Laura didn’t come back until after two that night. She took the steps up to the second floor two at a time, hoping against the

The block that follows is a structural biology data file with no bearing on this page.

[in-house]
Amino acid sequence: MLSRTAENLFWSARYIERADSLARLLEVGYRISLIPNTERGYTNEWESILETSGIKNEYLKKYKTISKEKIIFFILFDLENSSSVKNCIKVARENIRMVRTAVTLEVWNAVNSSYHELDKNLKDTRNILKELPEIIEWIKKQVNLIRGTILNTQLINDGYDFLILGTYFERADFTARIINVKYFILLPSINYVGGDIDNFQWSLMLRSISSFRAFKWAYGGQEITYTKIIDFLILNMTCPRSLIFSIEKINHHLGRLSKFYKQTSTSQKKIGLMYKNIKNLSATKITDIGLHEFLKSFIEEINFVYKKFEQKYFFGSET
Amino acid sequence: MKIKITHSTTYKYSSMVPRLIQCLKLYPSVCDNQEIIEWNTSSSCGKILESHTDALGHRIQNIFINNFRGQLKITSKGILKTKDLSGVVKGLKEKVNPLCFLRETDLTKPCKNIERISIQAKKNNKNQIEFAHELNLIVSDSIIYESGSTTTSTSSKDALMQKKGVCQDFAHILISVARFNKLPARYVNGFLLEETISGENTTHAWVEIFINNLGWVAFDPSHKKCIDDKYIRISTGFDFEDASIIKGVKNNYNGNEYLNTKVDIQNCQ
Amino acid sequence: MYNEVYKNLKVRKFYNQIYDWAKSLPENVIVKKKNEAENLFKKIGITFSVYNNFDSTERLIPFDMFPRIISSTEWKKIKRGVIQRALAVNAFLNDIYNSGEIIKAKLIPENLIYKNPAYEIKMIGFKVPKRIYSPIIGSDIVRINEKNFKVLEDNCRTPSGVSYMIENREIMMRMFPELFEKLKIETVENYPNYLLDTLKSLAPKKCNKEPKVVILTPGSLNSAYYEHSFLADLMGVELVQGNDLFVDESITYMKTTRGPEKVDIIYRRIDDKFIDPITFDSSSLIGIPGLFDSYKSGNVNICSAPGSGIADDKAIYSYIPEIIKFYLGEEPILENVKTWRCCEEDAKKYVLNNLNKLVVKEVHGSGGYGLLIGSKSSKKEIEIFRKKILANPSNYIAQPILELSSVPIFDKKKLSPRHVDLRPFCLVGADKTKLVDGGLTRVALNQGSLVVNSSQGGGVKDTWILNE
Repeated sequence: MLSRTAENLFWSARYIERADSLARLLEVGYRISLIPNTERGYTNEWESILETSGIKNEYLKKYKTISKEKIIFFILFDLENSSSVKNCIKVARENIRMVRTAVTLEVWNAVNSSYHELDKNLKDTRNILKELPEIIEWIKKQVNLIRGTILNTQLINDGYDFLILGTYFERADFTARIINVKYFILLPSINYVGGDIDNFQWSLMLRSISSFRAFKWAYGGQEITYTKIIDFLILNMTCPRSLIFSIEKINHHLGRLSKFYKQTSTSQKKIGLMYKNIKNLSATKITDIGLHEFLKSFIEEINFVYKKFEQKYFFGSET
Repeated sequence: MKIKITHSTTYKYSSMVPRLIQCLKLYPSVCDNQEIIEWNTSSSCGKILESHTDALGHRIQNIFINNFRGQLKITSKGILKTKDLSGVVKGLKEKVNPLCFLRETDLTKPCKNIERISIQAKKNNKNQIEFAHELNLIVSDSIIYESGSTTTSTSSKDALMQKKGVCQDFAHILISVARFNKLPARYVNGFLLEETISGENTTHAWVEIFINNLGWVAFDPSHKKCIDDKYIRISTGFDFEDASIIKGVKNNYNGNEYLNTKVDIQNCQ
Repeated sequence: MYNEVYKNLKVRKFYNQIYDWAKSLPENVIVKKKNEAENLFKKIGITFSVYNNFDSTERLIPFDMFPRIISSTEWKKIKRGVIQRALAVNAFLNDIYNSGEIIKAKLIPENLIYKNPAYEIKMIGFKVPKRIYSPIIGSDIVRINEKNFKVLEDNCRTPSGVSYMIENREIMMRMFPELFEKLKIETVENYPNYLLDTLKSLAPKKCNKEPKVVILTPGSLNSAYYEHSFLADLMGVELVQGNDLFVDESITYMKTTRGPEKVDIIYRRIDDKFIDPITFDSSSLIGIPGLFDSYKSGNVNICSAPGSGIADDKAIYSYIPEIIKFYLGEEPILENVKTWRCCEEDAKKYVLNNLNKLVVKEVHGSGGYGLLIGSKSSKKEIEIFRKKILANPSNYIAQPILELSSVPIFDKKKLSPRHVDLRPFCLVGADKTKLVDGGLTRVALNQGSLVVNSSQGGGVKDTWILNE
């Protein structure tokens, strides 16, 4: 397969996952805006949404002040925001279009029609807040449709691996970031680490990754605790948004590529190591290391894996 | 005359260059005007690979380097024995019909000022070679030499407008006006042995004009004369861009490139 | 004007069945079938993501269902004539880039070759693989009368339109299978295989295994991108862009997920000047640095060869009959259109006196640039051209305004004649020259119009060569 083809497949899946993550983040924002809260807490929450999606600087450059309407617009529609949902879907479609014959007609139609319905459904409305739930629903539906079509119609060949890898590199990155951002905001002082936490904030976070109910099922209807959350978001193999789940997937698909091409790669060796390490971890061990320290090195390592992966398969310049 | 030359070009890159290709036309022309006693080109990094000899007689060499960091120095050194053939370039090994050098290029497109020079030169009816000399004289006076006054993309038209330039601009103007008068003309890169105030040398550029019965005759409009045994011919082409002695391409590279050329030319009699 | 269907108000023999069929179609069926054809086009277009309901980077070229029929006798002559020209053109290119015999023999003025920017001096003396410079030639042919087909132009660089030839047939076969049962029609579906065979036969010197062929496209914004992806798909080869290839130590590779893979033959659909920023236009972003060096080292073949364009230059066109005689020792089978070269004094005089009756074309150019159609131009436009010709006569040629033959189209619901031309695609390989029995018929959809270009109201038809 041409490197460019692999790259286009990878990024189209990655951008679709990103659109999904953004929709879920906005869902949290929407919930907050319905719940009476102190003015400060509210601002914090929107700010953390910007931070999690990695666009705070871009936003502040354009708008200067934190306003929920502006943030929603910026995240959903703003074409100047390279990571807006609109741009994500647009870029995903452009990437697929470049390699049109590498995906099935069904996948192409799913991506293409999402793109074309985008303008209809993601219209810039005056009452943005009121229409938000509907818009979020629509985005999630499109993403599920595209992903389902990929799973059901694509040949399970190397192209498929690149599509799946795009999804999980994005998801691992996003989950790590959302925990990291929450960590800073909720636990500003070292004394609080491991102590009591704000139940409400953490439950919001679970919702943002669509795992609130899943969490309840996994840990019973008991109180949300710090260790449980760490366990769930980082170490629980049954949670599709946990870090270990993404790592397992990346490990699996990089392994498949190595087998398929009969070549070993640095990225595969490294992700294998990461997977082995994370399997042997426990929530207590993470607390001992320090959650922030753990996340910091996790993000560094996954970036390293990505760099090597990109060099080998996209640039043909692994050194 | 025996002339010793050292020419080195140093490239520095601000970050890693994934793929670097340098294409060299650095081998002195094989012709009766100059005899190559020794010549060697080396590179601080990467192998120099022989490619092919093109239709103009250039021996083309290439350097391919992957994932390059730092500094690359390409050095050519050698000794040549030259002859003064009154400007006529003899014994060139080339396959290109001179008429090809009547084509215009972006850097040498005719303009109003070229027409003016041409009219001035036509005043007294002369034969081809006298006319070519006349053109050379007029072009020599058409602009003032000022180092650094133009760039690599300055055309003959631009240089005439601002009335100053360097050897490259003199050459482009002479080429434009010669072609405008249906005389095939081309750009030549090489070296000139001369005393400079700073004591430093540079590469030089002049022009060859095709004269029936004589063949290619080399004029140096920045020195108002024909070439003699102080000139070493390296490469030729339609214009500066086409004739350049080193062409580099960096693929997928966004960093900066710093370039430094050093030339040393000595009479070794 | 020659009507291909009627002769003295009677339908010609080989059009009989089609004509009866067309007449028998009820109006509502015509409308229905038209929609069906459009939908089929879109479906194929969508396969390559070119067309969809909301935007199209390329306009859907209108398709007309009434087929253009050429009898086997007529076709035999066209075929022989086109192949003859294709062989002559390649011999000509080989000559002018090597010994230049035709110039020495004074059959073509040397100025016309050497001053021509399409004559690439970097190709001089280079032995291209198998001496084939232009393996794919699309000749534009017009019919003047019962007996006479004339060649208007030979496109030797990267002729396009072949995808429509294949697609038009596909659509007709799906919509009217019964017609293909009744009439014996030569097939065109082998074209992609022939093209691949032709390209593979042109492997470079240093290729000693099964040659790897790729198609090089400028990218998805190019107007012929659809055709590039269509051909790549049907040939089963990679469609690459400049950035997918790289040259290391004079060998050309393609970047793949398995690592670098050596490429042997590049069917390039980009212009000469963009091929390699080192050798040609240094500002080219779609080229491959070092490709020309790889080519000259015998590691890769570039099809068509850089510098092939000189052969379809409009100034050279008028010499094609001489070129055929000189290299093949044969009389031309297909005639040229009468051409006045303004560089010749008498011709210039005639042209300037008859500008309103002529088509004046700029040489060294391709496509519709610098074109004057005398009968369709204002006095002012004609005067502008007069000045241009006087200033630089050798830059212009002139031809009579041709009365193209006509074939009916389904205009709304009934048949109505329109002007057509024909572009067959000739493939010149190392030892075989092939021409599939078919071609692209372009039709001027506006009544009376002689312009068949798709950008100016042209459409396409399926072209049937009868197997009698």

odds that her father’s light was still on. To her surprise, it was. “Dad? You awake?” She knocked a few times, but he didn’t reply. She opened the door. He was lying on the bed, facing the wrong way, still dressed and snoring his raspy, old man’s snore. Laura walked over to him and noticed a book, bound in leather, lying open by his head. “Dad?” she whispered. The tone of her voice was light, even excited; her lipstick was smeared. She picked up the book and started to flip through its pages, wondering what her father had been reading. And then it hit her. Molly my love... so many years have passed, and yet... I hope this letter finds you well... Dearest Molly, I miss you so much... the sky was blue and beautiful today, just like that time we drove down to... wherever in Heaven you may be... your loving husband, Roger. Shocked, she looked down at her sleeping father. He was still holding the pen in his hand. Adrenaline flooded her body; she was terrified that he would wake up and find her there, holding the book. She knew she shouldn’t trespass any further upon his privacy, but she found herself unable to put the book down. She scanned its pages again, trying not to absorb too much detail. Its entries went back for months, on both sides of the page, in small deliberate handwriting; the book was nearly full. She looked back at her father, who showed no sign of waking any time soon. Her heart beat fast, and her conscience raged inside her, prickling, demanding restraint. But with a deep, guilty breath, she turned to the last entry, the one her father had been writing when he fell asleep Molly, my love, Tonight was the night. I watched Laura